Your Stories: Jodi Chapman

365 days ago, I had no idea what POI was.

Now, 365 long and sweaty nights later, living through surgical induced POI (Premature Ovarian Insufficiency) is my new living nightmare.

In August 2017, after years and years of horrific periods, I finally decided (along with my family) that it was time for me to have a hysterectomy, with preservation of my ovaries. It had gotten to the point where my periods were coming every three weeks and lasting for two. I’d always had bad periods, but after the birth of my youngest (now 9) they just got progressively worse, deteriorating to a point where I would still flood and leak through two maxi strength sanitary towels.

The decision to have a hysterectomy wasn’t taken lightly, but seemed to be the lesser of two evils compared with the life that I was now living. Along with my surgeon, we scheduled a laparoscopic hysterectomy for the 4th December 2016, leaving me a nice long recovery period over Christmas and a quick return to work in the new year. December quickly rolled around and I arrived for my planned surgery. Three hours later, I awoke in my room to be told that everything had gone well and that I was to rest and would be discharged 48-72 hours later. In fact, everything had not gone well, and unknown to anyone, my bowel had been perforated during surgery, leaving the contents of my bowel to slowly leak into my abdomen and poison my insides.

I spent a month in hospital (missing Christmas at home), not realising that I was at the start of a very long year of surgeries.

Four days later, I was nearly 24 hours from death, and transferred for emergency surgery at the local trauma centre. I had Sepsis (I also had no idea what this was either), a 7-inch hole in my large intestines, and major organs that were shutting down. I woke up in High dependency with a Colostomy and half of my bowel missing fighting for my life. I spent a month in hospital (missing Christmas at home), not realising that I was at the start of a very long year of surgeries. In 12 months, I had 5 major abdominal surgeries in the hope that the rest of my intestines and internal organs could be saved. My last surgery was scheduled September 2017, I was to have my colostomy reversed and that would be the end of the battle.

I woke up after nearly 6 hours in surgery, one look at the clock and the surgeons face told me that things hadn’t gone according to plan. It seemed that the infection hasn’t quite finished with my insides and the surgeon explained that he’d had to form an ileostomy and had to remove my ovaries. I was absolutely destroyed by the thought of another bag, but at the time not that concerned about my ovaries, who cared, I’d got two beautiful children and I didn’t need them anyway, right? WRONG!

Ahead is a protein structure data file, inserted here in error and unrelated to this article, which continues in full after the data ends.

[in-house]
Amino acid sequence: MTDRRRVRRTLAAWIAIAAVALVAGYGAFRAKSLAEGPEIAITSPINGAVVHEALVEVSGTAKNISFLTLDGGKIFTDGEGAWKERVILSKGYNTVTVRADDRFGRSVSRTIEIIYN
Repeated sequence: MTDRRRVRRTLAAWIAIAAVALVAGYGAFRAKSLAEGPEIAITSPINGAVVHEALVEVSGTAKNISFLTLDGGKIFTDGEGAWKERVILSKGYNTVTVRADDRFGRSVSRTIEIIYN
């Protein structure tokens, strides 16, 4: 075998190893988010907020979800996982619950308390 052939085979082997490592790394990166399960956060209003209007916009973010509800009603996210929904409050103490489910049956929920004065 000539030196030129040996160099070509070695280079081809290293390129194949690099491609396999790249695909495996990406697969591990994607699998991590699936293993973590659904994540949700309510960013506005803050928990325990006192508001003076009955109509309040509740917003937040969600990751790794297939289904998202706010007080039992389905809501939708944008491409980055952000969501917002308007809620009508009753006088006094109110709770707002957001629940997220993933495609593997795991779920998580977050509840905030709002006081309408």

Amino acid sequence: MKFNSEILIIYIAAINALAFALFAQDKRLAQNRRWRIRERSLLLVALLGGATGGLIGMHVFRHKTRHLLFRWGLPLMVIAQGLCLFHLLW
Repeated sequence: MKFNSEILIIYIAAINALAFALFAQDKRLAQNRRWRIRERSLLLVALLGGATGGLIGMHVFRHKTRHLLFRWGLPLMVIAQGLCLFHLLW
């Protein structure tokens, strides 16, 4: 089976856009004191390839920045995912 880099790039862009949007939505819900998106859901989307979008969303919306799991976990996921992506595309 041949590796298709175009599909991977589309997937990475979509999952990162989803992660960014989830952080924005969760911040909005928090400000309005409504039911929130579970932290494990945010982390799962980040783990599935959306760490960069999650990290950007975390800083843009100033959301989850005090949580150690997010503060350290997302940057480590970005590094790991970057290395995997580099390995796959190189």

My friends don’t understand, at the age of 35, people are thinking about babies, not the menopause.

I hit a massive brick wall, physically and mentally within weeks of the surgery. I consider myself to be an intelligent lady, but Christ, I couldn’t even form a sentence. You name the symptom, and at some point in the last year, I’ve had it! Don’t get me wrong, my local menopause clinic have been great, I’ve had bone density scans, and I’m being given HRT. But the lack of understanding about what it truly feels like to go from being all singing and dancing (on the hormone front) to absolute zero, is horrific. My friends don’t understand, at the age of 35, people are thinking about babies, not the menopause.

But it’s not depression, it’s a lack of understanding in some of the medical profession …

Of all the symptoms that you can suffer from, I find memory loss the worse to deal with. It’s complete and total loss as well, not just the forgetfulness of older age. My GP thinks that a way to solve this is to give me anti-depressants, surely after the last 12 months I MUST be depressed (his words, not mine). But it’s not depression, it’s a lack of understanding in some of the medical profession that women with POI need more than the recommended 2 mg of estrogen each day, but trying to get my GP to understand that is the next battle that I seem to be waging at the moment!

Anyway, I suppose my point is that this will not define me, POI will not be who I am, I’m determined that it won’t. But on those days where I just can’t handle another hot flush, or the presentation that I’m giving to over 200 people seems impossible to remember, even though I’ve practiced for weeks, it’s a warm safe blanket that I can log onto Twitter and know that I’m not alone, and there are women out there that have been through a hell of a lot worse than I have and they have come out fighting!

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